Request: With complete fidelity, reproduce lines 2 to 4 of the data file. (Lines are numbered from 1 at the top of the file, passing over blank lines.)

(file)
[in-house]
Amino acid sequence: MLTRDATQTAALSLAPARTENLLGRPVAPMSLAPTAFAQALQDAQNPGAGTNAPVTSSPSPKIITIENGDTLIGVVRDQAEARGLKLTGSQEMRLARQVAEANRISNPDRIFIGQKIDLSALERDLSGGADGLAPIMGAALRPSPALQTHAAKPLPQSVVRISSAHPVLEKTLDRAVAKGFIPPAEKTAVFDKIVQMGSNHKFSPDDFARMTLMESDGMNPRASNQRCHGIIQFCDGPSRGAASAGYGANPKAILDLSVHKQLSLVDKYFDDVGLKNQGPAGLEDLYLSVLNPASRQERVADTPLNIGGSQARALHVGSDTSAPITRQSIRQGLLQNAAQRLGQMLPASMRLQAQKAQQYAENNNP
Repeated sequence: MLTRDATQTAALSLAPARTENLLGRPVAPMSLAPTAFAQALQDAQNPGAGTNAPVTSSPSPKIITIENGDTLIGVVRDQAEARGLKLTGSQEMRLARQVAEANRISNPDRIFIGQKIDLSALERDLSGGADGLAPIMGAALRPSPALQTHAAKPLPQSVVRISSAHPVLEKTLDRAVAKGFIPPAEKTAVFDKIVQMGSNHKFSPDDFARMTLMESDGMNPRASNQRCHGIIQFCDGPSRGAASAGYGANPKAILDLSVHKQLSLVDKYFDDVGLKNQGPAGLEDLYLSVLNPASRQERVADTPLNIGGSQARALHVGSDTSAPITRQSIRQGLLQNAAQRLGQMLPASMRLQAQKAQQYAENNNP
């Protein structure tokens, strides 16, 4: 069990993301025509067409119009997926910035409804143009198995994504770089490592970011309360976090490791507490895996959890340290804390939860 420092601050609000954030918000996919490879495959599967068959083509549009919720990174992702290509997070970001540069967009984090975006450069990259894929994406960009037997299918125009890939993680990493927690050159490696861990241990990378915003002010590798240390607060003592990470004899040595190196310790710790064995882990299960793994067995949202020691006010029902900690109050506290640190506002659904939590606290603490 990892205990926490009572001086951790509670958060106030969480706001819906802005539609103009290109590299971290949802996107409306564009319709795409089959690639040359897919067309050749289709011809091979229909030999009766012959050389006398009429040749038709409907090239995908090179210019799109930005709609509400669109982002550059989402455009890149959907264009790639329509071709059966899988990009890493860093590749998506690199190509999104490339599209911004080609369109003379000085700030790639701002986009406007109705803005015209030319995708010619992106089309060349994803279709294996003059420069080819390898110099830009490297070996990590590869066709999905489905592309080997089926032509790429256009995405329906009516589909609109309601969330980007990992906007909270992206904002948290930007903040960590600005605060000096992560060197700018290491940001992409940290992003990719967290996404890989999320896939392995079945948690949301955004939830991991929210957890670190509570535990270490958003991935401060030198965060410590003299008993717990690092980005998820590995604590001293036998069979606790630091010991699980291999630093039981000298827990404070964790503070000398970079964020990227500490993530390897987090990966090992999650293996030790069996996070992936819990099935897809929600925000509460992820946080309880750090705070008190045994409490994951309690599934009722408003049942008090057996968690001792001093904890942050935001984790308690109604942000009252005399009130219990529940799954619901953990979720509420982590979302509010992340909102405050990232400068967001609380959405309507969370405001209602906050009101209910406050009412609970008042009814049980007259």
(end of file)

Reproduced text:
Amino acid sequence: MLTRDATQTAALSLAPARTENLLGRPVAPMSLAPTAFAQALQDAQNPGAGTNAPVTSSPSPKIITIENGDTLIGVVRDQAEARGLKLTGSQEMRLARQVAEANRISNPDRIFIGQKIDLSALERDLSGGADGLAPIMGAALRPSPALQTHAAKPLPQSVVRISSAHPVLEKTLDRAVAKGFIPPAEKTAVFDKIVQMGSNHKFSPDDFARMTLMESDGMNPRASNQRCHGIIQFCDGPSRGAASAGYGANPKAILDLSVHKQLSLVDKYFDDVGLKNQGPAGLEDLYLSVLNPASRQERVADTPLNIGGSQARALHVGSDTSAPITRQSIRQGLLQNAAQRLGQMLPASMRLQAQKAQQYAENNNP
Repeated sequence: MLTRDATQTAALSLAPARTENLLGRPVAPMSLAPTAFAQALQDAQNPGAGTNAPVTSSPSPKIITIENGDTLIGVVRDQAEARGLKLTGSQEMRLARQVAEANRISNPDRIFIGQKIDLSALERDLSGGADGLAPIMGAALRPSPALQTHAAKPLPQSVVRISSAHPVLEKTLDRAVAKGFIPPAEKTAVFDKIVQMGSNHKFSPDDFARMTLMESDGMNPRASNQRCHGIIQFCDGPSRGAASAGYGANPKAILDLSVHKQLSLVDKYFDDVGLKNQGPAGLEDLYLSVLNPASRQERVADTPLNIGGSQARALHVGSDTSAPITRQSIRQGLLQNAAQRLGQMLPASMRLQAQKAQQYAENNNP
């Protein structure tokens, strides 16, 4: 069990993301025509067409119009997926910035409804143009198995994504770089490592970011309360976090490791507490895996959890340290804390939860 420092601050609000954030918000996919490879495959599967068959083509549009919720990174992702290509997070970001540069967009984090975006450069990259894929994406960009037997299918125009890939993680990493927690050159490696861990241990990378915003002010590798240390607060003592990470004899040595190196310790710790064995882990299960793994067995949202020691006010029902900690109050506290640190506002659904939590606290603490 990892205990926490009572001086951790509670958060106030969480706001819906802005539609103009290109590299971290949802996107409306564009319709795409089959690639040359897919067309050749289709011809091979229909030999009766012959050389006398009429040749038709409907090239995908090179210019799109930005709609509400669109982002550059989402455009890149959907264009790639329509071709059966899988990009890493860093590749998506690199190509999104490339599209911004080609369109003379000085700030790639701002986009406007109705803005015209030319995708010619992106089309060349994803279709294996003059420069080819390898110099830009490297070996990590590869066709999905489905592309080997089926032509790429256009995405329906009516589909609109309601969330980007990992906007909270992206904002948290930007903040960590600005605060000096992560060197700018290491940001992409940290992003990719967290996404890989999320896939392995079945948690949301955004939830991991929210957890670190509570535990270490958003991935401060030198965060410590003299008993717990690092980005998820590995604590001293036998069979606790630091010991699980291999630093039981000298827990404070964790503070000398970079964020990227500490993530390897987090990966090992999650293996030790069996996070992936819990099935897809929600925000509460992820946080309880750090705070008190045994409490994951309690599934009722408003049942008090057996968690001792001093904890942050935001984790308690109604942000009252005399009130219990529940799954619901953990979720509420982590979302509010992340909102405050990232400068967001609380959405309507969370405001209602906050009101209910406050009412609970008042009814049980007259």